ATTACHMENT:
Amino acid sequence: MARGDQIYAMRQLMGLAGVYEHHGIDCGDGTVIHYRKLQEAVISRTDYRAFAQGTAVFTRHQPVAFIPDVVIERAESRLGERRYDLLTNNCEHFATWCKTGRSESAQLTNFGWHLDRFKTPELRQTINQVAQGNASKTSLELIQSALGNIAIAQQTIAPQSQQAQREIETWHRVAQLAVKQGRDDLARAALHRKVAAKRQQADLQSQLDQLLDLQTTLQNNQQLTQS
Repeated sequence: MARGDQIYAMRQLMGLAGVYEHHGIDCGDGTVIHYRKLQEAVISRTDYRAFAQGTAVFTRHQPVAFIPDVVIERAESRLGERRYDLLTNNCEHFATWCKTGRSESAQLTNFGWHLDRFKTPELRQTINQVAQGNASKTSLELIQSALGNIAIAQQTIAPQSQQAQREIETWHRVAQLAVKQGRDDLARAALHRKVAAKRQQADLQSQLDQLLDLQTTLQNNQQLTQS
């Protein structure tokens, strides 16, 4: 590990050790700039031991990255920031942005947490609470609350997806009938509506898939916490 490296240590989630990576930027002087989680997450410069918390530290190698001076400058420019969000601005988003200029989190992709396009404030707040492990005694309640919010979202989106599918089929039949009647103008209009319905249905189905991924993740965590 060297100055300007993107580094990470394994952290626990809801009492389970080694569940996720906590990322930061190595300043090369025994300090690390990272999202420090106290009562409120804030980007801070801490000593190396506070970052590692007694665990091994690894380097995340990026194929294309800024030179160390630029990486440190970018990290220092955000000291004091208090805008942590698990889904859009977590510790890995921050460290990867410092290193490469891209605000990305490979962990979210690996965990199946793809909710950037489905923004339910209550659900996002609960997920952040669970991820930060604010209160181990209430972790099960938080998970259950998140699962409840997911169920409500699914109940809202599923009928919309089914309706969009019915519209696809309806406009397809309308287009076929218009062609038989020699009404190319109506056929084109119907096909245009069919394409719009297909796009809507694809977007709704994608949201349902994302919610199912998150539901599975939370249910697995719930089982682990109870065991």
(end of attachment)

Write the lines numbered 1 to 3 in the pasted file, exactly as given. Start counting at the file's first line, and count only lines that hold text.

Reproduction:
Amino acid sequence: MARGDQIYAMRQLMGLAGVYEHHGIDCGDGTVIHYRKLQEAVISRTDYRAFAQGTAVFTRHQPVAFIPDVVIERAESRLGERRYDLLTNNCEHFATWCKTGRSESAQLTNFGWHLDRFKTPELRQTINQVAQGNASKTSLELIQSALGNIAIAQQTIAPQSQQAQREIETWHRVAQLAVKQGRDDLARAALHRKVAAKRQQADLQSQLDQLLDLQTTLQNNQQLTQS
Repeated sequence: MARGDQIYAMRQLMGLAGVYEHHGIDCGDGTVIHYRKLQEAVISRTDYRAFAQGTAVFTRHQPVAFIPDVVIERAESRLGERRYDLLTNNCEHFATWCKTGRSESAQLTNFGWHLDRFKTPELRQTINQVAQGNASKTSLELIQSALGNIAIAQQTIAPQSQQAQREIETWHRVAQLAVKQGRDDLARAALHRKVAAKRQQADLQSQLDQLLDLQTTLQNNQQLTQS
């Protein structure tokens, strides 16, 4: 590990050790700039031991990255920031942005947490609470609350997806009938509506898939916490 490296240590989630990576930027002087989680997450410069918390530290190698001076400058420019969000601005988003200029989190992709396009404030707040492990005694309640919010979202989106599918089929039949009647103008209009319905249905189905991924993740965590 060297100055300007993107580094990470394994952290626990809801009492389970080694569940996720906590990322930061190595300043090369025994300090690390990272999202420090106290009562409120804030980007801070801490000593190396506070970052590692007694665990091994690894380097995340990026194929294309800024030179160390630029990486440190970018990290220092955000000291004091208090805008942590698990889904859009977590510790890995921050460290990867410092290193490469891209605000990305490979962990979210690996965990199946793809909710950037489905923004339910209550659900996002609960997920952040669970991820930060604010209160181990209430972790099960938080998970259950998140699962409840997911169920409500699914109940809202599923009928919309089914309706969009019915519209696809309806406009397809309308287009076929218009062609038989020699009404190319109506056929084109119907096909245009069919394409719009297909796009809507694809977007709704994608949201349902994302919610199912998150539901599975939370249910697995719930089982682990109870065991």